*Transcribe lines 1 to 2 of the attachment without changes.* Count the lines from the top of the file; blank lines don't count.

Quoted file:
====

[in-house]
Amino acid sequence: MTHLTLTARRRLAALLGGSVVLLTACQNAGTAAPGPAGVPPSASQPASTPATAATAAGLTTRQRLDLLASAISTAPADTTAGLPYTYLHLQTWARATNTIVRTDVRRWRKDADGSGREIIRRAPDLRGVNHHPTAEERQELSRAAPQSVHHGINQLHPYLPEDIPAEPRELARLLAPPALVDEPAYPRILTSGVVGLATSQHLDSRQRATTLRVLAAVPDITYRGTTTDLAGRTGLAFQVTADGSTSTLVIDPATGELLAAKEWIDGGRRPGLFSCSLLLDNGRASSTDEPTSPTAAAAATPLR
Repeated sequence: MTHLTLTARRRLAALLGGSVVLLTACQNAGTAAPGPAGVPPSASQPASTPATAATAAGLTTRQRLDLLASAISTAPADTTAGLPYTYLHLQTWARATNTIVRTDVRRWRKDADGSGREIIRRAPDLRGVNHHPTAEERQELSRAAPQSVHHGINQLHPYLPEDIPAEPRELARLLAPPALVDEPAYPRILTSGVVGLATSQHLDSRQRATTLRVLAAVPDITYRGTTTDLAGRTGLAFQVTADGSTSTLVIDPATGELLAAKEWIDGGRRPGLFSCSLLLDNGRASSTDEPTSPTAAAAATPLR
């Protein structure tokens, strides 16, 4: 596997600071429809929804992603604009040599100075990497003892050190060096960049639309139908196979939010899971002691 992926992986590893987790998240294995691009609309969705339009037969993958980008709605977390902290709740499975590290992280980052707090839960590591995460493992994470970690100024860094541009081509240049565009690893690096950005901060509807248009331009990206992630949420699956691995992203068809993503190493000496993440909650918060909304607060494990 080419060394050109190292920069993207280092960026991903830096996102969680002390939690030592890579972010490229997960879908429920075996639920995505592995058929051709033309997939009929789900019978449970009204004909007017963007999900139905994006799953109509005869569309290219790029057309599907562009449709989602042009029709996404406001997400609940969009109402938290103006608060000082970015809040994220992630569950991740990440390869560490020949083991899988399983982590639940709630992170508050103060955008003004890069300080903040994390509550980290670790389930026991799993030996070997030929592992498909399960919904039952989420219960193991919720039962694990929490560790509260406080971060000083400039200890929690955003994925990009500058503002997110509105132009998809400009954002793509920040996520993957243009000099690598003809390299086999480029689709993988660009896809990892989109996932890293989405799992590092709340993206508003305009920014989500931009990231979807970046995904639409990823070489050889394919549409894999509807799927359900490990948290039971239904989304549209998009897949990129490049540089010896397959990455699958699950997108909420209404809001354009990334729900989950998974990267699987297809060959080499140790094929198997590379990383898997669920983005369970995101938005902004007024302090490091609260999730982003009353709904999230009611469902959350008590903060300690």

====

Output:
[in-house]
Amino acid sequence: MTHLTLTARRRLAALLGGSVVLLTACQNAGTAAPGPAGVPPSASQPASTPATAATAAGLTTRQRLDLLASAISTAPADTTAGLPYTYLHLQTWARATNTIVRTDVRRWRKDADGSGREIIRRAPDLRGVNHHPTAEERQELSRAAPQSVHHGINQLHPYLPEDIPAEPRELARLLAPPALVDEPAYPRILTSGVVGLATSQHLDSRQRATTLRVLAAVPDITYRGTTTDLAGRTGLAFQVTADGSTSTLVIDPATGELLAAKEWIDGGRRPGLFSCSLLLDNGRASSTDEPTSPTAAAAATPLR